“That is $95 million in revenue for the utility, which is $55 million less, but for half the capital investment,” Kind said. “Profitability goes from 10% to 11%."
He compared it to the banking sector: "If one bank offers 2% for a [certificate of deposit] and the other offers 2.5%, the choice will always be the 2.5% CD.”
At the same time, customers pay $75 million to cover the capital cost of deploying the new DERs and energy services, and $20 million to the utility for delivering them, so they get the same value for $55 million less.
That is a win-win-win-win, Kind said, because the investor prefers the utility to be more profitable instead of just bigger and third-party providers of the new services and technologies thrive.
There is the real possibility of smaller but more efficient utilities “as we move to a slower growth economy and there is pressure on costs,” Kind said. “We will need to figure out how customers can derive value for their services and that might mean thinking less about cost of service and more about value of service.”
Solar, rate design, and the failure of fixed charges
Solutions offered in 2013 have not led to the new pathways that are needed, Kind writes.
“It is clear from recent regulatory actions reconfirming support for DERs and net energy metering that policymakers are interested in DER development and customers want the option to choose their own energy supply.”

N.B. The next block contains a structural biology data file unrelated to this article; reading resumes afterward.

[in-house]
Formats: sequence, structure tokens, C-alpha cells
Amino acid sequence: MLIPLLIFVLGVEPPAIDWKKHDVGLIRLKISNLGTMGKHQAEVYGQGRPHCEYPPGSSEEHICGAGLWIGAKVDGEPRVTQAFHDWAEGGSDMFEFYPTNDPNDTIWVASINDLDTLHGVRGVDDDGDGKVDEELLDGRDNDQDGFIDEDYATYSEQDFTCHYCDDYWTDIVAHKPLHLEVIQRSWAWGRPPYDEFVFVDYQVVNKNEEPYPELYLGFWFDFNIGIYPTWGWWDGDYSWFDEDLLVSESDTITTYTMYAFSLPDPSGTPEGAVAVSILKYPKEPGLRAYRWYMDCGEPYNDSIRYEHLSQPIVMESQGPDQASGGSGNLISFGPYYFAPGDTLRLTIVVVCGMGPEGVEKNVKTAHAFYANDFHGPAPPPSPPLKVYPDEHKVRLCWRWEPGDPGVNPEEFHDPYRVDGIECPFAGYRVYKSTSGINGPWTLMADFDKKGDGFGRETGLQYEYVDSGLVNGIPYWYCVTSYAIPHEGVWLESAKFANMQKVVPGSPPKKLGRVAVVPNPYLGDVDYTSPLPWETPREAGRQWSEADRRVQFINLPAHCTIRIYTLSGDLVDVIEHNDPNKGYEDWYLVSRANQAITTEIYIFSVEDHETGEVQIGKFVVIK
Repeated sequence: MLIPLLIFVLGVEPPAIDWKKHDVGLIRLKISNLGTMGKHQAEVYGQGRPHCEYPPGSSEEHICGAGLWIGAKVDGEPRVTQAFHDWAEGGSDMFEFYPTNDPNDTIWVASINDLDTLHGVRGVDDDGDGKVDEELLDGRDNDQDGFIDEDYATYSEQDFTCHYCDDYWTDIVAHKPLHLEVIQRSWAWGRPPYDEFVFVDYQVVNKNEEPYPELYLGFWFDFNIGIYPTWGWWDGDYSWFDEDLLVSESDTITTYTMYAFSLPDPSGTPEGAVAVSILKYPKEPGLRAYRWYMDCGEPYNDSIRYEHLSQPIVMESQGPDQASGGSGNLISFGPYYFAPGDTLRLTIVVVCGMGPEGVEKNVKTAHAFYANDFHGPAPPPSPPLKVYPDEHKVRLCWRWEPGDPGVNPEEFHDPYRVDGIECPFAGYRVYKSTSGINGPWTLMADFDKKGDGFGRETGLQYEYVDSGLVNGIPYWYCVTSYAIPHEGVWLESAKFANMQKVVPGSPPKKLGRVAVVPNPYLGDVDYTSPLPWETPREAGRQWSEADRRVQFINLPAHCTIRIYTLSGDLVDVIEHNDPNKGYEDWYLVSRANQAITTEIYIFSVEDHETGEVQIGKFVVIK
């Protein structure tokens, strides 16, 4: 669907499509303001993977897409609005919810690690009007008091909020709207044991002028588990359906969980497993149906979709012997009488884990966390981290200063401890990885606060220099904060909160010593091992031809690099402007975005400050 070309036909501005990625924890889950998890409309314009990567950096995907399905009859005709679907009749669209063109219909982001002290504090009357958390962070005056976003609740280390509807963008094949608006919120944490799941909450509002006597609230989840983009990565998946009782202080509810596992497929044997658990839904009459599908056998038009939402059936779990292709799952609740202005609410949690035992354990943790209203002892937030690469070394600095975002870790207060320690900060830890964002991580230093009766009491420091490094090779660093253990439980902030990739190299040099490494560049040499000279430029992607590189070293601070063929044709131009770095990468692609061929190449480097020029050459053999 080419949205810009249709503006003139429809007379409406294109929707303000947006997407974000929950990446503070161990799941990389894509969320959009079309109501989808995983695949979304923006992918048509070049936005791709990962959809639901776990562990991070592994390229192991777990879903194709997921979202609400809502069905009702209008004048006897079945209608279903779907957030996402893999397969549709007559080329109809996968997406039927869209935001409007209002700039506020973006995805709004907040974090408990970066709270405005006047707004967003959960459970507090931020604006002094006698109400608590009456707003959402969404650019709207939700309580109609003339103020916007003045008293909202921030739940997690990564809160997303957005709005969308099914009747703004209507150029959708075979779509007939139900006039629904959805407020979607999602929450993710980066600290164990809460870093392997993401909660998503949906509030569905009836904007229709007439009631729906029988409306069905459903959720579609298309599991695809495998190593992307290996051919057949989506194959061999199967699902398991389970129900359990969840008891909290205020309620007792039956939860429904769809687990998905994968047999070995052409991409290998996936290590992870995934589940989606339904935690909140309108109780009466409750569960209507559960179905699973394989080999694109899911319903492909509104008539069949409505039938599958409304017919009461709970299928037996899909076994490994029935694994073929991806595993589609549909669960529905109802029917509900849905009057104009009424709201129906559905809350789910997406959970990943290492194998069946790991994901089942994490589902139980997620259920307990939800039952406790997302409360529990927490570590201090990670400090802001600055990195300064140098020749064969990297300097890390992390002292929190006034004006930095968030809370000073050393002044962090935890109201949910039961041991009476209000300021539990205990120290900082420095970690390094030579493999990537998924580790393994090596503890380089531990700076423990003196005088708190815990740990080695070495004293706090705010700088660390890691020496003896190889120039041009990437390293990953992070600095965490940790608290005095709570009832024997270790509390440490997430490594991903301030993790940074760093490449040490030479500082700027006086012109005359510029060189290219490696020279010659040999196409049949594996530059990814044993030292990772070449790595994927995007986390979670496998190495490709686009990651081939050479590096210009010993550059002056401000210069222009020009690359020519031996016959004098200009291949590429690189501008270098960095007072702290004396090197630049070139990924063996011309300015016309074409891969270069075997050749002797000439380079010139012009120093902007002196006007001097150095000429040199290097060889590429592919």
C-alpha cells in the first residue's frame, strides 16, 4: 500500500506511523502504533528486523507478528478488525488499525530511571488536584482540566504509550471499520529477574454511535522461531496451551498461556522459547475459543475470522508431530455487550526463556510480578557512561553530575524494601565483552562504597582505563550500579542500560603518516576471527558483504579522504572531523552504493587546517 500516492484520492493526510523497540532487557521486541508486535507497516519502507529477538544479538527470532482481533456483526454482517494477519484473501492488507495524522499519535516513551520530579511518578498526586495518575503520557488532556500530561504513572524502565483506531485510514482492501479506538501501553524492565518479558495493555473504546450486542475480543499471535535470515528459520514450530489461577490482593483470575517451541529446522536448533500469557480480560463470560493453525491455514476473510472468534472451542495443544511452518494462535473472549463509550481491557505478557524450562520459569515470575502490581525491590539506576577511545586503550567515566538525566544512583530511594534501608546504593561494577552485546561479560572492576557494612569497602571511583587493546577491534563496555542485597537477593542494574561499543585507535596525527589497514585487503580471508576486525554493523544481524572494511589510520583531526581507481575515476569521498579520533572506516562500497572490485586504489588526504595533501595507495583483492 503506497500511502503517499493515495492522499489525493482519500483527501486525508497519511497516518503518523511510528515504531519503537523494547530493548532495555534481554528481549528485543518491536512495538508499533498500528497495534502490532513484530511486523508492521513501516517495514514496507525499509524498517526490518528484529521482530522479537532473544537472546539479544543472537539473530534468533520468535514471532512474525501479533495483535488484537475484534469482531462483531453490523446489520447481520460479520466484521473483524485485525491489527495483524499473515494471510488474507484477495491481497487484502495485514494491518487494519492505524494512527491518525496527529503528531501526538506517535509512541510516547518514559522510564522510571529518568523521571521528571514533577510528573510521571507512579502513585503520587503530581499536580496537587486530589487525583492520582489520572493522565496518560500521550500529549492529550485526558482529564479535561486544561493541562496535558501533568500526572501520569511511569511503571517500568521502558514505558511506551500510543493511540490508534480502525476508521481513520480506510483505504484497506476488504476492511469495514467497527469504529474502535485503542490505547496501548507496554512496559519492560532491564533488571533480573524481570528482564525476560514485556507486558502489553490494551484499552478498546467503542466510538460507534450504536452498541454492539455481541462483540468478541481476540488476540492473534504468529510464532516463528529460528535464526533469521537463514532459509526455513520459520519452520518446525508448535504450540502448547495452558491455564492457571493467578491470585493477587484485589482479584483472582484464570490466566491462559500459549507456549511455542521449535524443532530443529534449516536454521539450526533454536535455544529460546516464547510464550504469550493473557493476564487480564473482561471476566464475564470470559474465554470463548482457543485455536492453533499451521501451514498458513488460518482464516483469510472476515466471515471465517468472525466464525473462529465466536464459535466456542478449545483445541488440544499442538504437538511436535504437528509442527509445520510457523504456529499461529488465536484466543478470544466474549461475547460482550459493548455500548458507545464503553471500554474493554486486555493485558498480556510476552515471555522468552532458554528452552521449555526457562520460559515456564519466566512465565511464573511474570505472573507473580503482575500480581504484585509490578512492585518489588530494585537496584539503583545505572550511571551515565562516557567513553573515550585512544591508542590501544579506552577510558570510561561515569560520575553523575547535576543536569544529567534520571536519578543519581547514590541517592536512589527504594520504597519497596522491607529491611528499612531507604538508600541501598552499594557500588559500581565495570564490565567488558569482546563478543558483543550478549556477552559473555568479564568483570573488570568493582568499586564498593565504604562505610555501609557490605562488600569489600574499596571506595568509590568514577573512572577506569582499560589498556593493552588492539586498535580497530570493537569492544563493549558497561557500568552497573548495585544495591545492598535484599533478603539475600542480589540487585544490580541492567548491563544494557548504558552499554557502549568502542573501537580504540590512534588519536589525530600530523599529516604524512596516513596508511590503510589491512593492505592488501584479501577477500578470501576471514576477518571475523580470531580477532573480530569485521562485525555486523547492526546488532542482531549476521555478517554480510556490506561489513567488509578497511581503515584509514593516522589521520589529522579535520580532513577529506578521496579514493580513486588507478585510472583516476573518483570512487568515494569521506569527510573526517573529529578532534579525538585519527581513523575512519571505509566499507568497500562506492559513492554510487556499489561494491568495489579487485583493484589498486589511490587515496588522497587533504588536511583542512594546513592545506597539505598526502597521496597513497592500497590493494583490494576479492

The utilities’ declining revenues problem described in 2013 remains, but the solutions offered then, particularly monthly fixed charges, have only led to bitter conflict between utilities and DER providers across the nation:
Instead of that, “we need to get everybody aligned and create the right kind of incentives so that everyone wins,” Kind said.
The problem with monthly charges is that they “remove the price signals needed to encourage energy efficiency and efficient resource deployment,” he wrote.
Better solutions to the utility revenue challenge than monthly charges would be “inclining block rates, reforming net energy metering, use of bidirectional meters, time-of-use rates, accountability incentives, and identifying new revenue opportunities for utilities.”
Demand charges might fit the equation only if they “meaningfully send usage price signals,” he added.
In states with net energy metering, rate increases continue to be necessary to offset the revenue lost from customers adopting DERs, he writes. “This scenario feeds a cycle of customer adoption of DERs and eventually results in increasing rates for non-DER customers.”
What is needed is “a value of solar approach,” Kind said. “Let’s figure out the cheapest way to provide renewables and use that as the basis for setting net energy metering rates.”